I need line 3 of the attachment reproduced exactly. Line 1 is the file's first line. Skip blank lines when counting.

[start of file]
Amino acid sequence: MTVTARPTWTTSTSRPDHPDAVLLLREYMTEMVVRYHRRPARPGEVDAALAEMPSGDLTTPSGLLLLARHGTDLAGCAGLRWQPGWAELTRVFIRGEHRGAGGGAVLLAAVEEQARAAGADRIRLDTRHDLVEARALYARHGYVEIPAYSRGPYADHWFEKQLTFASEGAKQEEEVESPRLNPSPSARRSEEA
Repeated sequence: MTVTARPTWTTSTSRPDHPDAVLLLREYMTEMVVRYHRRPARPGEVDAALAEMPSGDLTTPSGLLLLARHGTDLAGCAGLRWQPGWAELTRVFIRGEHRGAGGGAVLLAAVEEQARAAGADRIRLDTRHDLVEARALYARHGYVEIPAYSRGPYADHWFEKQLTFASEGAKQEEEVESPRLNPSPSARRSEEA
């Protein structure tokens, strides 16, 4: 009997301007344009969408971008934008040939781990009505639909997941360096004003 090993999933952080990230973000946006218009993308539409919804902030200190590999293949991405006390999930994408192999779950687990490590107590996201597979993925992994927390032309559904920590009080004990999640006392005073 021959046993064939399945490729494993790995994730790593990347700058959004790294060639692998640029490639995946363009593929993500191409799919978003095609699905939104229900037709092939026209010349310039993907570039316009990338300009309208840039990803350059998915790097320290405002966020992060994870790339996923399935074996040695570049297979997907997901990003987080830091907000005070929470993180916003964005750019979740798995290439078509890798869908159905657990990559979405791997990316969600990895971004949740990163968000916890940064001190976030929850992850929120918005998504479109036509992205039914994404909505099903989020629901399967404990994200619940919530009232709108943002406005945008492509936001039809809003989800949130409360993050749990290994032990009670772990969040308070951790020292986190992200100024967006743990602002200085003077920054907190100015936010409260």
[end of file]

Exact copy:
């Protein structure tokens, strides 16, 4: 009997301007344009969408971008934008040939781990009505639909997941360096004003 090993999933952080990230973000946006218009993308539409919804902030200190590999293949991405006390999930994408192999779950687990490590107590996201597979993925992994927390032309559904920590009080004990999640006392005073 021959046993064939399945490729494993790995994730790593990347700058959004790294060639692998640029490639995946363009593929993500191409799919978003095609699905939104229900037709092939026209010349310039993907570039316009990338300009309208840039990803350059998915790097320290405002966020992060994870790339996923399935074996040695570049297979997907997901990003987080830091907000005070929470993180916003964005750019979740798995290439078509890798869908159905657990990559979405791997990316969600990895971004949740990163968000916890940064001190976030929850992850929120918005998504479109036509992205039914994404909505099903989020629901399967404990994200619940919530009232709108943002406005945008492509936001039809809003989800949130409360993050749990290994032990009670772990969040308070951790020292986190992200100024967006743990602002200085003077920054907190100015936010409260």